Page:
Views from the Sofa’s 100 Greatest Scenes is a list of the 100 greatest moments in the movies. This could be long introductions, moments of action or great dialogue between characters. The scenes are in no particular order and come from many different types of movies.
Samuel L Jackson is rightfully known as one of Hollywood’s kings of cool. The movie choices he has made have varied but the likes of Shaft, Nick Fury and even Mace Windu in the Star Wars prequels came with an air of cool that seemed to resonate across his roles. There is an argument that this was rightfully secured in his role as Jules in Quentin Tarantino’s masterpiece Pulp Fiction and even more so for this particular scene and that particular speech.
Greatest Scene Number 28 – Pulp Fiction: “Ezekiel 25:17”
From the beginning of this scene Samuel L Jackson’s Jules is in full, cool control. He very calmly waits for Frank Whaley’s Brett to begin talking himself in riddles before shooting his friend who is laying terrified on the couch. It is here we get the first “one-liner” of the scene (“I’m sorry, did I break your concentration?”)
That is the key to this scene. The delivery of Samuel L Jackson is perfect, mixing the tempo of his dialogue, the speed, the volume and the venom in which he delivers each line. The lines are the gold though. Tarantino has become legendary for his writing but in Pulp Fiction it was a skill already demonstrated to it’s highest. The lines are scary and funny in equal measure.
Brett manages to anger Jackson’s Jules further, this time by misunderstanding a fairly pedestrian question from his interrogator. You can’t help but smile when Jackson asks Brett “do they speak English in what?” and then loses his temper further, double-daring Breet to “say what again.”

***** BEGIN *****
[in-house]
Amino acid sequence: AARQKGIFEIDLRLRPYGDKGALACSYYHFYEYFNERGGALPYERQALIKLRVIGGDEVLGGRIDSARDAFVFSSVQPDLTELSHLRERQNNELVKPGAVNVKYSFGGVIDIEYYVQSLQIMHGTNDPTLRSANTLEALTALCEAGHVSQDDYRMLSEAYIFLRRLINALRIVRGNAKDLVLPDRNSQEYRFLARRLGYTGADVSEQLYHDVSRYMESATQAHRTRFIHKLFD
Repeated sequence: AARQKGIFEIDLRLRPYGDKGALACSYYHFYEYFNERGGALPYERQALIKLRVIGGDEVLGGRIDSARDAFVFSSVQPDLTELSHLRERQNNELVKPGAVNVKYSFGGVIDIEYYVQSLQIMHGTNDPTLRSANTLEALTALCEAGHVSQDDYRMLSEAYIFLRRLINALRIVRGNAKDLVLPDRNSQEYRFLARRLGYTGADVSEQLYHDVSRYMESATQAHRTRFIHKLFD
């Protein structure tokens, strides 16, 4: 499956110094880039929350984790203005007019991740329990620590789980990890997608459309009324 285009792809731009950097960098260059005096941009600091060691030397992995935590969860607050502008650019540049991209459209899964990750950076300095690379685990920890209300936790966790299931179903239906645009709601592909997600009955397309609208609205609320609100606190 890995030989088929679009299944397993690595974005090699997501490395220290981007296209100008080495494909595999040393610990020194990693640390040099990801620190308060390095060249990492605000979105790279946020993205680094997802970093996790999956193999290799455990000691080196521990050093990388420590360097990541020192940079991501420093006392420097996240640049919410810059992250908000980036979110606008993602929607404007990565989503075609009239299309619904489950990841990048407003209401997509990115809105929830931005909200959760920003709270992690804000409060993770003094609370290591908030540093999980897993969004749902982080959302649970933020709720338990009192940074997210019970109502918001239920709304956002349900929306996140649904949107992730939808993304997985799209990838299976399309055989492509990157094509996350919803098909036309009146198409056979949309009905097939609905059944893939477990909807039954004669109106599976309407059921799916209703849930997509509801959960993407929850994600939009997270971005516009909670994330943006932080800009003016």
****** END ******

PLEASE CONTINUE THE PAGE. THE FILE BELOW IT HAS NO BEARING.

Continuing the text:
Whaley should be applauded for his small role too. He plays the mix from calm to petrified excellently, stumbling over dialogue and confused by the whole exchange. Then Jackson lowers the volume again to explain why Brett is treating Marselles Wallace “like a bitch” before shooting him for saying what again, a perfect pay-off.
Of course the best writing of the scene comes from the bible passage Jackson repeats. Ezekiel 25:17 is a bible passage but not as Jackson says it, with Tarantino taking some creative license. It doesn’t stop this moment being any cooler though and Jackson again uses great intensity to slowly recite the lines, eventually ending in full, furious anger.
You could guess from the beginning of the scene that this would end in Brett’s death and little clues are dotted around. One such is John Travolta, playing Vincent Vega, getting his gun out as Jules begins his bible verse, knowing what the next part of the scene holds.
Overall, Pulp Fiction’s Ezekiel 25:17 scene is one of the movie’s best. It perfectly captures Jackson’s excellent acting skills, from anger to calm and ultimately cool. It also demonstrates the writing talents that have made Quentin Tarantino such a legend today.